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The Triangular Grid System: How To

Designing The Pathway Tri-Grid
Taking a lesson from Architectural design, “Form ever follows function,” haunt room designs should be designed from the scare outward. The room concepts must be created before being placed into the floor plan. Use isometric graph paper to sketch out each room plan.

The “rooms” of a triangular grid attraction are not square due to the angles of the grid. They tend to be hexagonal, elongated hexagonal, or the shape of superman’s logo. Set the props or furniture onto the grid so that the entrance, exit and pathway through the room function best for the scare. Then arrange the rooms in the attraction area and draw hallways to connect the rooms.

You’ll notice very quickly into the design of your haunt that there tend to be “dead” triangles that do not fit in the walkway or in a room. Sometimes wasted space, these “dead” triangles can be used for security to get out of the way of patrons, to display props, or as emergency exits. 

Try not to have more than three panels in a straight line in the design. Long straight hallways tend to be unstable during installation, and because the more twists and turns in the pathway, the better. Once you have the full layout drawn up, you are ready to transfer the drawing to full scale.

The first set on-site is to lay carpet down under the attraction. Carpet is an important piece of the Triangular Grid System, because it helps hold the bottom of the panels in place. You can bracket the walls to floor if you prefer.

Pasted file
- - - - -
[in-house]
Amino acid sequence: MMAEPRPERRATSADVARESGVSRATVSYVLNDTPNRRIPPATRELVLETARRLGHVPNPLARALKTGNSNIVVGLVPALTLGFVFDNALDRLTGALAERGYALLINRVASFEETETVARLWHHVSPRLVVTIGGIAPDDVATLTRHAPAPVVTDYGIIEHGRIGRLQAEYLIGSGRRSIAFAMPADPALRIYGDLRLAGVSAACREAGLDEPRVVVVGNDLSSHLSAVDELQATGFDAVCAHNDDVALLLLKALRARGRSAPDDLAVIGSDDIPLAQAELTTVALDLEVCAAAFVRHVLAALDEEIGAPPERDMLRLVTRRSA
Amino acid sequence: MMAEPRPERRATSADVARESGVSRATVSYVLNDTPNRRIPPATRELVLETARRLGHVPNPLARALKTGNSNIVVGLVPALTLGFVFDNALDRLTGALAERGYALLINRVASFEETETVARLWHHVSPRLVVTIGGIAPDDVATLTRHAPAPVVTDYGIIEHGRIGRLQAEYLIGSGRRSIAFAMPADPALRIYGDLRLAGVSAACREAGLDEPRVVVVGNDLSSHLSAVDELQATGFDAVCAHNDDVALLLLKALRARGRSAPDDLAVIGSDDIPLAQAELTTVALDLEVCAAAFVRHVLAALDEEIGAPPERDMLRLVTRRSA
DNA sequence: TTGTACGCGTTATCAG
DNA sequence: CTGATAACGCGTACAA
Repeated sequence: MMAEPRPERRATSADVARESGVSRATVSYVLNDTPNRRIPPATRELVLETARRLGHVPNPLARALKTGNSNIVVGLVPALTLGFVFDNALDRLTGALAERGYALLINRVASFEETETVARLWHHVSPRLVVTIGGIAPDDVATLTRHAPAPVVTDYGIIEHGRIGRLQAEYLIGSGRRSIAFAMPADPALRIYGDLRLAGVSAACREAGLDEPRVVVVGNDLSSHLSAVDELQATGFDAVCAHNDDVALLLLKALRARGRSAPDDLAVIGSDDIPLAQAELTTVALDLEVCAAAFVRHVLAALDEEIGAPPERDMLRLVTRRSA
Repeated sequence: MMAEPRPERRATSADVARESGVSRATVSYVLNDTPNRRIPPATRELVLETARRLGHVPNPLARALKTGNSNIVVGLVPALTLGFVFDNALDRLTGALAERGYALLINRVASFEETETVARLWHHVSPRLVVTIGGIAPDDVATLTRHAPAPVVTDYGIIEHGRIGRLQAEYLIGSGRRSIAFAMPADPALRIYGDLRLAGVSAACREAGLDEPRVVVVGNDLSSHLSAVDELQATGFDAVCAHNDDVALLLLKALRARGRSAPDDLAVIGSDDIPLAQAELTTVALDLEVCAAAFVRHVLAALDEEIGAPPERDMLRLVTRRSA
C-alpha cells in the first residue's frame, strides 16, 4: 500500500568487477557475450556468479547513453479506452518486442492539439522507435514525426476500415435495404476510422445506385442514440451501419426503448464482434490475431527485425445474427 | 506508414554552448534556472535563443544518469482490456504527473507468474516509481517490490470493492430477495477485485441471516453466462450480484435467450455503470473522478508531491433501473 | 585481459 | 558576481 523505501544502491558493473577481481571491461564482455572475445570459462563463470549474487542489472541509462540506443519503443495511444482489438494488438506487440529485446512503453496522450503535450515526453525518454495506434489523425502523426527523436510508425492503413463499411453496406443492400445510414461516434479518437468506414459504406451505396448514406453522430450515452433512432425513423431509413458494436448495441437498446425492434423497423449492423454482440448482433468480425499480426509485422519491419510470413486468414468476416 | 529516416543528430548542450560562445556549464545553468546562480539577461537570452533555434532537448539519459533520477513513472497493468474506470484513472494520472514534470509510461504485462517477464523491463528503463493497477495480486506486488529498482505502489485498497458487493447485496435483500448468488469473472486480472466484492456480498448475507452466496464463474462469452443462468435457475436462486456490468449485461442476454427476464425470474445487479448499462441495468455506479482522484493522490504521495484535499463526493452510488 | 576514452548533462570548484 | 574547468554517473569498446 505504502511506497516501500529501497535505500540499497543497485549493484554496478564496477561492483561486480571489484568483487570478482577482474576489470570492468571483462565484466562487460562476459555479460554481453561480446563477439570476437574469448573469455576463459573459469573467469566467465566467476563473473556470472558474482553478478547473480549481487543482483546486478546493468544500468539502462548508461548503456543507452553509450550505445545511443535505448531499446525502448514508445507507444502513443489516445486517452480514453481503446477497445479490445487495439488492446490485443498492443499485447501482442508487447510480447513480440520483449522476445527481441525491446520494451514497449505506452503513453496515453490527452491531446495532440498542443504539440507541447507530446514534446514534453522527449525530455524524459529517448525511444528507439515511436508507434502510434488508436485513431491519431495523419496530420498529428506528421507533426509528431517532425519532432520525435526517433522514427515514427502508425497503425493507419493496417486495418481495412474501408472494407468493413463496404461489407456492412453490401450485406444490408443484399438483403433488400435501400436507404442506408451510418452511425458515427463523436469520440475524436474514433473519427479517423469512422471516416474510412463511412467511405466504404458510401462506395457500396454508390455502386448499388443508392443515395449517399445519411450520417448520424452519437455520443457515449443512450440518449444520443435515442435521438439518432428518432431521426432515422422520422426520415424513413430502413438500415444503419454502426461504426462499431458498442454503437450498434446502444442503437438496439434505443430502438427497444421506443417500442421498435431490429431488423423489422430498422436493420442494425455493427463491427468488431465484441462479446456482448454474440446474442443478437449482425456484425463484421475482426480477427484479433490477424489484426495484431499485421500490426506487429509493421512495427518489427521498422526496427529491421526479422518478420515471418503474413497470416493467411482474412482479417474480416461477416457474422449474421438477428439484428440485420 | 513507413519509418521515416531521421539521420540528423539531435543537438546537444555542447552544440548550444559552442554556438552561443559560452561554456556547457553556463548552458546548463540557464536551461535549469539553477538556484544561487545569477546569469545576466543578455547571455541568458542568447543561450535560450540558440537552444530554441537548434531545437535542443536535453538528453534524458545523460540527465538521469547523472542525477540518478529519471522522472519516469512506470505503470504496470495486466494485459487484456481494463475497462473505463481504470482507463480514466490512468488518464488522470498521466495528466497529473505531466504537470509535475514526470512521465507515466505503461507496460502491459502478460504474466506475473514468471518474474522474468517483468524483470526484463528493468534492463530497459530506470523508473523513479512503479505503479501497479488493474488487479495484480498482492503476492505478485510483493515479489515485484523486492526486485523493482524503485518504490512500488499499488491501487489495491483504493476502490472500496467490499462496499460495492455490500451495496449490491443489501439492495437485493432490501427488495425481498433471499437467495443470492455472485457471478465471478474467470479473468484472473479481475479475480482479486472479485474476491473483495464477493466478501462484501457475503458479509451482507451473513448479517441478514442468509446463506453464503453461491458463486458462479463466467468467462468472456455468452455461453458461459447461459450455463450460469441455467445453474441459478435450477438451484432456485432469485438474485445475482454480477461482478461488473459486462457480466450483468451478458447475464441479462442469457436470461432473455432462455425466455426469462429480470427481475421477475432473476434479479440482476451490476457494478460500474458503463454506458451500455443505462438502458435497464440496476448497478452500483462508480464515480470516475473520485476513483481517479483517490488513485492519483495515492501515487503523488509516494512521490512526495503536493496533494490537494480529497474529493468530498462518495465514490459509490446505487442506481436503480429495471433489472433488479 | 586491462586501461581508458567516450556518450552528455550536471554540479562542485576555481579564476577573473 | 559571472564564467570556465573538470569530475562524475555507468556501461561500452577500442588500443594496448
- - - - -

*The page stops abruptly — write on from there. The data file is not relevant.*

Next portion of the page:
Transferring the design to your actual haunt space is fairly easy after it has been designed on paper. To mark the grid on-site, gather an assistant, tape measures (both a 25’ and a 100’), chalk line and 1/2” masking tape. Follow the same steps as you did on paper, only now you’re marking the floor using your drawing as a “road map”. 

Follow the description above, using the chalk line to mark the bay lines and small pieces of masking tape for the dots. You do not have to chalk out the diagonal lines, unless you want to. The masking tape dots are enough to copy your layout from the paper to the space. Use 1/2” masking tape to “draw” where the walls of the attraction will be located, and you are ready to start setting up the panels.

Wall Panels
The thing that makes a corridor a corridor is of course, walls! Haunt walls are typically modular panels and 4’ wide by 8’ tall (the same size as a sheet of plywood). A modular Triangular Grid System wall panel consists of a frame of 2x lumber. Sandwiched between 2 sheets of 1/4” to 1/2” plywood or OSB, (Figure 3), are two verticals (2×4 or 2×3) laid flat on the “face” of the board, rather than on the “spine” of the board like a normal wall would be framed, and a top, center and bottom member (2×4, 2×3, or 2×2) to complete the structure. The plywood faces are attached to the frame with drywall screws. The frame of the wall panel is held together only by the plywood screwed to them, the 2x members are not connected to each other directly. You can build one-sided walls but plywood gussets plates should be added at all 2x connections for strength.
Using screws only will make the panel easier to modify or repair than a panel that is assembled with nails or adhesive. The finished panel is a sturdy, double-sided wall that has a finished nominal thickness of 2”. Utilizing the same construction method, panels can also be constructed as doorways, special openings or with windows in them. READ MORE